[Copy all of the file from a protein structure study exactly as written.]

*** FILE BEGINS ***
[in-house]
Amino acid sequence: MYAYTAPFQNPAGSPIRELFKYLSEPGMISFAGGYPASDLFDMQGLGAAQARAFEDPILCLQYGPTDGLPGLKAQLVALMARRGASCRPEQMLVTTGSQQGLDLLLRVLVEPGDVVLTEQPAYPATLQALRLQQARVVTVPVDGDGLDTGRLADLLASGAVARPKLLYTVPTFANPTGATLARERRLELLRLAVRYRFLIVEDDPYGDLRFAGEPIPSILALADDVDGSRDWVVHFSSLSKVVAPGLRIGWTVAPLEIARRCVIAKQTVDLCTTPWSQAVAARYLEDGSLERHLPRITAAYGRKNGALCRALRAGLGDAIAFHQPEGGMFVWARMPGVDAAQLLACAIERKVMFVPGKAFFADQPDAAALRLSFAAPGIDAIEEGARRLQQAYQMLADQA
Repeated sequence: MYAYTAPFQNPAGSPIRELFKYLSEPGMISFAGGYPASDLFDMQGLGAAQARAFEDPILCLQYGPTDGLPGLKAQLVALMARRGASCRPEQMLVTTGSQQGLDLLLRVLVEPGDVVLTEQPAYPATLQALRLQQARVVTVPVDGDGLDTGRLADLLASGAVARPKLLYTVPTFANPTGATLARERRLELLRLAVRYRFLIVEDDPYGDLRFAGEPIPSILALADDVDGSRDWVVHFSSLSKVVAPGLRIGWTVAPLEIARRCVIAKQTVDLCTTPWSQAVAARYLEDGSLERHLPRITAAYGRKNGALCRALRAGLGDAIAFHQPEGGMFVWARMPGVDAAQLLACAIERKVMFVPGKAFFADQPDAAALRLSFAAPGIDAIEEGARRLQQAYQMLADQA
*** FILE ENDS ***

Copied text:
[in-house]
Amino acid sequence: MYAYTAPFQNPAGSPIRELFKYLSEPGMISFAGGYPASDLFDMQGLGAAQARAFEDPILCLQYGPTDGLPGLKAQLVALMARRGASCRPEQMLVTTGSQQGLDLLLRVLVEPGDVVLTEQPAYPATLQALRLQQARVVTVPVDGDGLDTGRLADLLASGAVARPKLLYTVPTFANPTGATLARERRLELLRLAVRYRFLIVEDDPYGDLRFAGEPIPSILALADDVDGSRDWVVHFSSLSKVVAPGLRIGWTVAPLEIARRCVIAKQTVDLCTTPWSQAVAARYLEDGSLERHLPRITAAYGRKNGALCRALRAGLGDAIAFHQPEGGMFVWARMPGVDAAQLLACAIERKVMFVPGKAFFADQPDAAALRLSFAAPGIDAIEEGARRLQQAYQMLADQA
Repeated sequence: MYAYTAPFQNPAGSPIRELFKYLSEPGMISFAGGYPASDLFDMQGLGAAQARAFEDPILCLQYGPTDGLPGLKAQLVALMARRGASCRPEQMLVTTGSQQGLDLLLRVLVEPGDVVLTEQPAYPATLQALRLQQARVVTVPVDGDGLDTGRLADLLASGAVARPKLLYTVPTFANPTGATLARERRLELLRLAVRYRFLIVEDDPYGDLRFAGEPIPSILALADDVDGSRDWVVHFSSLSKVVAPGLRIGWTVAPLEIARRCVIAKQTVDLCTTPWSQAVAARYLEDGSLERHLPRITAAYGRKNGALCRALRAGLGDAIAFHQPEGGMFVWARMPGVDAAQLLACAIERKVMFVPGKAFFADQPDAAALRLSFAAPGIDAIEEGARRLQQAYQMLADQA